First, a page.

If the trend holds by the end of this year criminals will have stolen more than $4 million worth of property from residents and businesses in Manteca. Of that, less than half will be recovered.
That doesn’t mean, however, it will get back in the hands of its owners. That’s because much of the property recovered either has no identifying marks or the victims were unable to provide Manteca Police with an adequate description.
This is where Police Chief Jodie Estarziau noted law-abiding residents can take steps to increase the likelihood that if stolen property is recovered that it could be returned to them.
Estarziau said without some form of identifying marks — or photos — supplied it is often next to impossible to match up owners with recovered property.
There was $4.6 million worth of property stolen in Manteca during 2016. of that, 44.77 percent was recovered. Unfortunately a significant percentage of that can’t be connected with owners easily due to a dearth of information identifying ownership.
More than $35 million in property has been stolen in Manteca since 2008 with just about 40 percent of that recovered by law enforcement.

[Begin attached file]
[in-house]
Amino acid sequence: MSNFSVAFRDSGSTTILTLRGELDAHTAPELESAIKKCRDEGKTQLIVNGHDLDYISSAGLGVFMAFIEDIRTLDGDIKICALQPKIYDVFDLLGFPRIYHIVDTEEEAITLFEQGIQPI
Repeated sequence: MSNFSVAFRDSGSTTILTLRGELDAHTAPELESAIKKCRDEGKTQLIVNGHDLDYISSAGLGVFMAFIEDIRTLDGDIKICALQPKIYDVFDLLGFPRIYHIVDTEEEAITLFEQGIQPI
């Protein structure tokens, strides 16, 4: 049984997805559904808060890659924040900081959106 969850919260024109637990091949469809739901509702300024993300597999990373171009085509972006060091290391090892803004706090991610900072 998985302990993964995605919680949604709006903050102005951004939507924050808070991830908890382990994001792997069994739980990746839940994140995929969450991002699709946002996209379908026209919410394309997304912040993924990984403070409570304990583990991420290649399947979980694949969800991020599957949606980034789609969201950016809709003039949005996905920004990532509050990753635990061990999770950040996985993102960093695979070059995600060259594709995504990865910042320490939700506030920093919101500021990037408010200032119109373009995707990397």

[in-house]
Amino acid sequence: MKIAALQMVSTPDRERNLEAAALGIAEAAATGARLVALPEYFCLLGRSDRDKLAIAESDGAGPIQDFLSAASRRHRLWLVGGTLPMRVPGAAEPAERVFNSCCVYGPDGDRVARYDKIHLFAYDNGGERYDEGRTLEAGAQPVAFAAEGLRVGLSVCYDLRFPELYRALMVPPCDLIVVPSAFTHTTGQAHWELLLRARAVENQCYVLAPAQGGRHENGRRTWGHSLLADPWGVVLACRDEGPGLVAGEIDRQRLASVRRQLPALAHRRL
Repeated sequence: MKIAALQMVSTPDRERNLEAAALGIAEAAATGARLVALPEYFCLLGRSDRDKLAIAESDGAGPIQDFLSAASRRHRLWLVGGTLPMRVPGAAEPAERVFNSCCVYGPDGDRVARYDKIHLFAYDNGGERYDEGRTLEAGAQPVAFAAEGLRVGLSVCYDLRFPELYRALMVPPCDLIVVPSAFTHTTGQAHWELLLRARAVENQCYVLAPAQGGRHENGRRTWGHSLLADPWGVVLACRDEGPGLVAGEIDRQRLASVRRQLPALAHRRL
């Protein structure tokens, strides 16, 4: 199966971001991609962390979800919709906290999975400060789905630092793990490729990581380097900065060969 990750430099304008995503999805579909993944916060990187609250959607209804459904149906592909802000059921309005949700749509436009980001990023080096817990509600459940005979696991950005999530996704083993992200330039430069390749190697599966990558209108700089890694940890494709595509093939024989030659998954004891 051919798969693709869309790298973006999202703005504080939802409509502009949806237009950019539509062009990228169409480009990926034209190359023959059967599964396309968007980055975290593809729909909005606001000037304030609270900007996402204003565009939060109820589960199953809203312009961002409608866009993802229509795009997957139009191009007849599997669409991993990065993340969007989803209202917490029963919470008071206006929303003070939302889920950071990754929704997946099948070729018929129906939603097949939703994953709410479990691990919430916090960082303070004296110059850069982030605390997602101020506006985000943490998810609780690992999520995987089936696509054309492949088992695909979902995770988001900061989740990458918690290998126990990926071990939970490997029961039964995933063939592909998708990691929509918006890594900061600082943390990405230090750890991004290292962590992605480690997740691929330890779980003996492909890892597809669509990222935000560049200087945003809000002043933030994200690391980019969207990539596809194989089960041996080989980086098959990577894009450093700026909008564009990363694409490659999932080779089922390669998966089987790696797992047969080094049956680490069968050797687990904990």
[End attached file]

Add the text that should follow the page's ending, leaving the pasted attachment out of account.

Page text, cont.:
The cost of the thefts can be higher given the value police record is the market value and not the replacement value. About half the value of property stolen in year is reflected in vehicle theft with most cars stolen tending to be older models.
The stolen property value for Manteca is below the national average for similar sized cities.
While cars and such are easy to trace back to owners as the state records vehicle identification numbers, that’s not the case with most other stolen property.
The property in question are items taken in burglaries, stolen from yards and open garages or pilfered from cars.
The police chief said insurance companies and law enforcement agencies in the past advised putting Social Security and driver’s license number on items. Due to concerns about identify theft the practice is discouraged. However, any series or numbers or letters you use to identify property and record it down in a secure place will work.
Estarziau said heavily targeted items such as laptops and televisions all have serial numbers that should be recorded.
In many cases when you have an unusual item that doesn’t lend itself to having identifying numbers etched or attached, photos often suffice.
“Everyone has a smartphone,” the chief said. “It is easy to take photos of valuables with a smartphone.”
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